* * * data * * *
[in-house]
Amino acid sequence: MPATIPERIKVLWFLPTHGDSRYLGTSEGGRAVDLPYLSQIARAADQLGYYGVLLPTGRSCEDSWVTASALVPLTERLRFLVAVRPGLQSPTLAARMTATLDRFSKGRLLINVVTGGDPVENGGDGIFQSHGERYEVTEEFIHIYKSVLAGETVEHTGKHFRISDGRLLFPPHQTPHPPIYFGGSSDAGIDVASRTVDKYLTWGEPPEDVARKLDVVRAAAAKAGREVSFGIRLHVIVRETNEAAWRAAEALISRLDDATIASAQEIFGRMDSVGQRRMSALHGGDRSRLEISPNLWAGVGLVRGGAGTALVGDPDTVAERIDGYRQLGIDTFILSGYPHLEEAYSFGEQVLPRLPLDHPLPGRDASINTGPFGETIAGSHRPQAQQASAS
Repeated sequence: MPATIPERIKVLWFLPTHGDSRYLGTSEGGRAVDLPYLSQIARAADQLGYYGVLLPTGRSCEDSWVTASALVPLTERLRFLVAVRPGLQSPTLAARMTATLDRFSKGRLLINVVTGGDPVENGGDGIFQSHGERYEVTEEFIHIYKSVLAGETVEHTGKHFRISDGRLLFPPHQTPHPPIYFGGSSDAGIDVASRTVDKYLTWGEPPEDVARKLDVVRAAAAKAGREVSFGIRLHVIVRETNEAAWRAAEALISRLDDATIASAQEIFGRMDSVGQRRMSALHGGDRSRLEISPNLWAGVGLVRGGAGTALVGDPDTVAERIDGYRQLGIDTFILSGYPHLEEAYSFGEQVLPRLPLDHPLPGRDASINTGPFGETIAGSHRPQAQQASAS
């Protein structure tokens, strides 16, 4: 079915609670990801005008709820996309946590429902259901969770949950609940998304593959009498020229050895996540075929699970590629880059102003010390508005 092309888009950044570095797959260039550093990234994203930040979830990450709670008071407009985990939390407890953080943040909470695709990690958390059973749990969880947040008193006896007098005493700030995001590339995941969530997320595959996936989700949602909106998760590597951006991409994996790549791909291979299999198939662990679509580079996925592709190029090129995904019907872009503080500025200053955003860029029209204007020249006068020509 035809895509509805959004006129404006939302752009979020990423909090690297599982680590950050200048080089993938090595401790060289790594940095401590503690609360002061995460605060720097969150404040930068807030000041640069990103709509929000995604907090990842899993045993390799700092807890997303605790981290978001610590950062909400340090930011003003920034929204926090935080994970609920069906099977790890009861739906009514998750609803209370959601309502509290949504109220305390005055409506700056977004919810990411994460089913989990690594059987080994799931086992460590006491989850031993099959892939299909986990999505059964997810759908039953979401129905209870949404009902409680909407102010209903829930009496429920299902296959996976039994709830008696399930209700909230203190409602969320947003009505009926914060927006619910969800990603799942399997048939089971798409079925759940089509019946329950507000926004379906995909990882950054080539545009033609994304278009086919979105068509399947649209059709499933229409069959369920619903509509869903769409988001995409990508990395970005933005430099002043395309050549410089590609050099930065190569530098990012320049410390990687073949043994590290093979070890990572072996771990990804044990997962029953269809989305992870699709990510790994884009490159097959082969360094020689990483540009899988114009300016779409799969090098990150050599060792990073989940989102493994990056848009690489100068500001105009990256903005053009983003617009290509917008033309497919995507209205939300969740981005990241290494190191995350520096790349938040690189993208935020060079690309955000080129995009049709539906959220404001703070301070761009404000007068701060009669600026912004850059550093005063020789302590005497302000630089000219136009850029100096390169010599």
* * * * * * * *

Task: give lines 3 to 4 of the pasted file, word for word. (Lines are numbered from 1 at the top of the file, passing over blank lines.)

Repeated sequence: MPATIPERIKVLWFLPTHGDSRYLGTSEGGRAVDLPYLSQIARAADQLGYYGVLLPTGRSCEDSWVTASALVPLTERLRFLVAVRPGLQSPTLAARMTATLDRFSKGRLLINVVTGGDPVENGGDGIFQSHGERYEVTEEFIHIYKSVLAGETVEHTGKHFRISDGRLLFPPHQTPHPPIYFGGSSDAGIDVASRTVDKYLTWGEPPEDVARKLDVVRAAAAKAGREVSFGIRLHVIVRETNEAAWRAAEALISRLDDATIASAQEIFGRMDSVGQRRMSALHGGDRSRLEISPNLWAGVGLVRGGAGTALVGDPDTVAERIDGYRQLGIDTFILSGYPHLEEAYSFGEQVLPRLPLDHPLPGRDASINTGPFGETIAGSHRPQAQQASAS
């Protein structure tokens, strides 16, 4: 079915609670990801005008709820996309946590429902259901969770949950609940998304593959009498020229050895996540075929699970590629880059102003010390508005 092309888009950044570095797959260039550093990234994203930040979830990450709670008071407009985990939390407890953080943040909470695709990690958390059973749990969880947040008193006896007098005493700030995001590339995941969530997320595959996936989700949602909106998760590597951006991409994996790549791909291979299999198939662990679509580079996925592709190029090129995904019907872009503080500025200053955003860029029209204007020249006068020509 035809895509509805959004006129404006939302752009979020990423909090690297599982680590950050200048080089993938090595401790060289790594940095401590503690609360002061995460605060720097969150404040930068807030000041640069990103709509929000995604907090990842899993045993390799700092807890997303605790981290978001610590950062909400340090930011003003920034929204926090935080994970609920069906099977790890009861739906009514998750609803209370959601309502509290949504109220305390005055409506700056977004919810990411994460089913989990690594059987080994799931086992460590006491989850031993099959892939299909986990999505059964997810759908039953979401129905209870949404009902409680909407102010209903829930009496429920299902296959996976039994709830008696399930209700909230203190409602969320947003009505009926914060927006619910969800990603799942399997048939089971798409079925759940089509019946329950507000926004379906995909990882950054080539545009033609994304278009086919979105068509399947649209059709499933229409069959369920619903509509869903769409988001995409990508990395970005933005430099002043395309050549410089590609050099930065190569530098990012320049410390990687073949043994590290093979070890990572072996771990990804044990997962029953269809989305992870699709990510790994884009490159097959082969360094020689990483540009899988114009300016779409799969090098990150050599060792990073989940989102493994990056848009690489100068500001105009990256903005053009983003617009290509917008033309497919995507209205939300969740981005990241290494190191995350520096790349938040690189993208935020060079690309955000080129995009049709539906959220404001703070301070761009404000007068701060009669600026912004850059550093005063020789302590005497302000630089000219136009850029100096390169010599």